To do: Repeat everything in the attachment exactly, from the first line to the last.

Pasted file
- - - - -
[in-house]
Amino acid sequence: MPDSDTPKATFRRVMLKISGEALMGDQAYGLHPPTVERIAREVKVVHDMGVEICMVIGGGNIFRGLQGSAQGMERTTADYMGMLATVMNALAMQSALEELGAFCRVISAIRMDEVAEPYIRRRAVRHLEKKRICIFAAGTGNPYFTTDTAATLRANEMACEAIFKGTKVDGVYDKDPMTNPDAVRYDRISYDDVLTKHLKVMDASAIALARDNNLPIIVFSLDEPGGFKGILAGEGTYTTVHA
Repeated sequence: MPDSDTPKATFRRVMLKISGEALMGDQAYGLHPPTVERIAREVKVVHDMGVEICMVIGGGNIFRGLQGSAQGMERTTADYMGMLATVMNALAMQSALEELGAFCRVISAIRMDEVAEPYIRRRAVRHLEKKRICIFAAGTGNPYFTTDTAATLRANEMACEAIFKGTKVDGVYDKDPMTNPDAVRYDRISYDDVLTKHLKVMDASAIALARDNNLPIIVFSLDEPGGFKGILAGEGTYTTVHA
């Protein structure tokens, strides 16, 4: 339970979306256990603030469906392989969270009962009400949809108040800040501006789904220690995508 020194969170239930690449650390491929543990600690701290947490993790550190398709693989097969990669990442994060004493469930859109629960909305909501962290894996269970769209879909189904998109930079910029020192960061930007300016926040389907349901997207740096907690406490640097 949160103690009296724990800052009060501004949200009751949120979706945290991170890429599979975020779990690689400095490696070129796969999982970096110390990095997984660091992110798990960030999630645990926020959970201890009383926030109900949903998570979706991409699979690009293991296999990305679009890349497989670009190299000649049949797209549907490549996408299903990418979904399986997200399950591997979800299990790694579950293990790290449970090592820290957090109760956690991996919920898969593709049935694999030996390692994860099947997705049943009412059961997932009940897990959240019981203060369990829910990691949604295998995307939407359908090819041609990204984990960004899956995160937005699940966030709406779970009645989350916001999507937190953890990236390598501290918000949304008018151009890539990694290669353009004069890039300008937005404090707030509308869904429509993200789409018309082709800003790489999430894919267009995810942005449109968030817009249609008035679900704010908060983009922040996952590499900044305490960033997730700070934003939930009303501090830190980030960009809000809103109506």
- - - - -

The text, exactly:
[in-house]
Amino acid sequence: MPDSDTPKATFRRVMLKISGEALMGDQAYGLHPPTVERIAREVKVVHDMGVEICMVIGGGNIFRGLQGSAQGMERTTADYMGMLATVMNALAMQSALEELGAFCRVISAIRMDEVAEPYIRRRAVRHLEKKRICIFAAGTGNPYFTTDTAATLRANEMACEAIFKGTKVDGVYDKDPMTNPDAVRYDRISYDDVLTKHLKVMDASAIALARDNNLPIIVFSLDEPGGFKGILAGEGTYTTVHA
Repeated sequence: MPDSDTPKATFRRVMLKISGEALMGDQAYGLHPPTVERIAREVKVVHDMGVEICMVIGGGNIFRGLQGSAQGMERTTADYMGMLATVMNALAMQSALEELGAFCRVISAIRMDEVAEPYIRRRAVRHLEKKRICIFAAGTGNPYFTTDTAATLRANEMACEAIFKGTKVDGVYDKDPMTNPDAVRYDRISYDDVLTKHLKVMDASAIALARDNNLPIIVFSLDEPGGFKGILAGEGTYTTVHA
């Protein structure tokens, strides 16, 4: 339970979306256990603030469906392989969270009962009400949809108040800040501006789904220690995508 020194969170239930690449650390491929543990600690701290947490993790550190398709693989097969990669990442994060004493469930859109629960909305909501962290894996269970769209879909189904998109930079910029020192960061930007300016926040389907349901997207740096907690406490640097 949160103690009296724990800052009060501004949200009751949120979706945290991170890429599979975020779990690689400095490696070129796969999982970096110390990095997984660091992110798990960030999630645990926020959970201890009383926030109900949903998570979706991409699979690009293991296999990305679009890349497989670009190299000649049949797209549907490549996408299903990418979904399986997200399950591997979800299990790694579950293990790290449970090592820290957090109760956690991996919920898969593709049935694999030996390692994860099947997705049943009412059961997932009940897990959240019981203060369990829910990691949604295998995307939407359908090819041609990204984990960004899956995160937005699940966030709406779970009645989350916001999507937190953890990236390598501290918000949304008018151009890539990694290669353009004069890039300008937005404090707030509308869904429509993200789409018309082709800003790489999430894919267009995810942005449109968030817009249609008035679900704010908060983009922040996952590499900044305490960033997730700070934003939930009303501090830190980030960009809000809103109506």